Greensburg When most of this town was destroyed by a tornado, the quality of life vanished, also.
Tom Corns, however, sees that trait returning, even visible in buildings like the new Scout Cabin, which has replaced the more than 70-year-old structure demolished in the May 4, 2007, storm.
The Scouting program has a long history in this community, evidenced by the fact that it has produced more than 80 Eagle Scouts since the program originated in Greensburg in 1935. That same year, a very rustic cabin was built for meetings of Boy Scouts, Cub Scouts, Girl Scouts and Brownies.
Leveled by the tornado, all that was salvageable was some cooking equipment. Luckily for the local organization, benefactor Charles Phillips had left the organization a sizable amount of money back in the 1970s, said Corns, an Eagle Scout and president of Greensburg State Bank.
“That money was invested and grew,” Corns said, explaining that those funds went toward construction of the new cabin. “That’s exactly what he would have wanted to spend it on.”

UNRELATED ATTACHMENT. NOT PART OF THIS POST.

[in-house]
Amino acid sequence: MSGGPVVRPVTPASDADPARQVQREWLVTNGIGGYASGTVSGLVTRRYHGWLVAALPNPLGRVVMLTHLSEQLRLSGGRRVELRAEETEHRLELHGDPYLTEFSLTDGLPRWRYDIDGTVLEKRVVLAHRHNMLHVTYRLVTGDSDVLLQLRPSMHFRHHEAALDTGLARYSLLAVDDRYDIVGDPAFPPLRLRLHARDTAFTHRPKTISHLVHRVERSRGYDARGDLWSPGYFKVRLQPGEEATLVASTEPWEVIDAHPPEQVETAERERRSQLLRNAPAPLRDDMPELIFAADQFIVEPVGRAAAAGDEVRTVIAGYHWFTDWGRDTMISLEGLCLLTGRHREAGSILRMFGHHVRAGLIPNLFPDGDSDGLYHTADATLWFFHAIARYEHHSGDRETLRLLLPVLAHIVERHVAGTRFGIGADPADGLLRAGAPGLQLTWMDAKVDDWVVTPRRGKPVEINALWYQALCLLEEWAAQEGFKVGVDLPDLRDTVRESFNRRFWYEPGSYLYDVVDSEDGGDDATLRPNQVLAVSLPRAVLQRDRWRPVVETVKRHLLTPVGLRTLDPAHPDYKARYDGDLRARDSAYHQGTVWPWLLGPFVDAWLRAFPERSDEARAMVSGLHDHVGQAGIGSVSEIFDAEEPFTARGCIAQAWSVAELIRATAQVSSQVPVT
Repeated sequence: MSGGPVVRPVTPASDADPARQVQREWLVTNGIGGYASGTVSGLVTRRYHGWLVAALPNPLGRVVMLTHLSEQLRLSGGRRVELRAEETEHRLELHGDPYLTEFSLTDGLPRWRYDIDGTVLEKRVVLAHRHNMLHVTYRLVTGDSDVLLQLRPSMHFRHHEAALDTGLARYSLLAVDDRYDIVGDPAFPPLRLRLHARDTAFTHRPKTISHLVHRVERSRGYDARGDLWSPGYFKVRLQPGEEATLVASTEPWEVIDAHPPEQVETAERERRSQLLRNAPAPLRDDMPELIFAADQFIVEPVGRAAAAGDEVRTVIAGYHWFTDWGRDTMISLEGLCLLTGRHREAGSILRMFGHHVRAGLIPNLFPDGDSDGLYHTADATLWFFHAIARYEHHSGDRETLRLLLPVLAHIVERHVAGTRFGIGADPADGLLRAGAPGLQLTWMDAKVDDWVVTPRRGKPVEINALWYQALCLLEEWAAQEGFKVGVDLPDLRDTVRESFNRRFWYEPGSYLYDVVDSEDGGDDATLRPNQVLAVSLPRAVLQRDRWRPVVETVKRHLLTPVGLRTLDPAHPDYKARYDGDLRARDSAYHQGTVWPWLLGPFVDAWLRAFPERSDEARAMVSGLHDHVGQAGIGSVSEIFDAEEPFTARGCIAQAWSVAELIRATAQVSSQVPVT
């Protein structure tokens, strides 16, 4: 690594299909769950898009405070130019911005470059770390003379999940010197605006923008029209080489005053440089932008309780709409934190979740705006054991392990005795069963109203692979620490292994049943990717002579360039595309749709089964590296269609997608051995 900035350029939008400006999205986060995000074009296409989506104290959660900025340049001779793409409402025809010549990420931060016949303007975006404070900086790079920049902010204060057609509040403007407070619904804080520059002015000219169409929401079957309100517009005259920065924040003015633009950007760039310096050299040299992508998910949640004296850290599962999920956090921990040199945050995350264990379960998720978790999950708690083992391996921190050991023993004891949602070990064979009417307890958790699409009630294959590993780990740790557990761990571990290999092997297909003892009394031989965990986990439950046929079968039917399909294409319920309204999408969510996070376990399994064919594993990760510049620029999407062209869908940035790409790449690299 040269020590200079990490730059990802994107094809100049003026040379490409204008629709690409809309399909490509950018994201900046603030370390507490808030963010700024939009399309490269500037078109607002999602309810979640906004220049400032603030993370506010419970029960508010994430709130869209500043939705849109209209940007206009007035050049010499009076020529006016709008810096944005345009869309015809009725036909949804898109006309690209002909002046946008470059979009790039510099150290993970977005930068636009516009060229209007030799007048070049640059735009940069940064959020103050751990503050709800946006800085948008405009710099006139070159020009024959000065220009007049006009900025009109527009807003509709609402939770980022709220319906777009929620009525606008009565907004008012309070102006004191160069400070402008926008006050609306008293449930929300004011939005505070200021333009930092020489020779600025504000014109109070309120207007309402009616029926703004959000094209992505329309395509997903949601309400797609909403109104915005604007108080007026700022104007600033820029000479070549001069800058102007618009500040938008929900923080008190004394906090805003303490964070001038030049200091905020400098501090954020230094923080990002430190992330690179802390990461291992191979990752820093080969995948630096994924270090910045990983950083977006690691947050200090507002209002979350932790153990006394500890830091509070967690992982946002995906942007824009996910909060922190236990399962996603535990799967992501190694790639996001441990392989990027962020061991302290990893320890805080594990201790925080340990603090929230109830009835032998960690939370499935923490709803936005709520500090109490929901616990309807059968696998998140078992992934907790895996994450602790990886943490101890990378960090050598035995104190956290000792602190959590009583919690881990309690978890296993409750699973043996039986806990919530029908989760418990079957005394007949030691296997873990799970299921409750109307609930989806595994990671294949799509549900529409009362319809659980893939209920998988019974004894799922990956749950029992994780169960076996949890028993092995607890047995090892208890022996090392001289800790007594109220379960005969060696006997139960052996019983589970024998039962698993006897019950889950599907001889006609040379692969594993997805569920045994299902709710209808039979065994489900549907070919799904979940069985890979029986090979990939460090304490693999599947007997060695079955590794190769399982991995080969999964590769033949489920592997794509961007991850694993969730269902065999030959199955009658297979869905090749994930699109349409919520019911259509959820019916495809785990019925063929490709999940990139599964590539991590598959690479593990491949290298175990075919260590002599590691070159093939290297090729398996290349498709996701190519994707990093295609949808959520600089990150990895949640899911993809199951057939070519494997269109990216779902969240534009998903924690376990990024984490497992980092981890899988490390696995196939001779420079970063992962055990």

The new structure will also serve as a community center, with a meeting room that could seat up to 80 people, a complete kitchen, office and fireplace.
“It’s not luxurious by any means,” Corns said. “But it will be good for the Scouting program and a lot better than they had before the tornado.”
Like most the new buildings in this community, it will be structurally sound and energy-efficient. While it doesn’t have a basement, the bathrooms are tornado-proof and will be used as shelter when necessary.
Scouting isn’t as popular in Greensburg as it once was but Corns is hopeful, with the new cabin, they can begin to resurrect the program that had been so integral to the community back in the 1950s. He’s also hopeful that Girl Scouts and Brownies will become more active.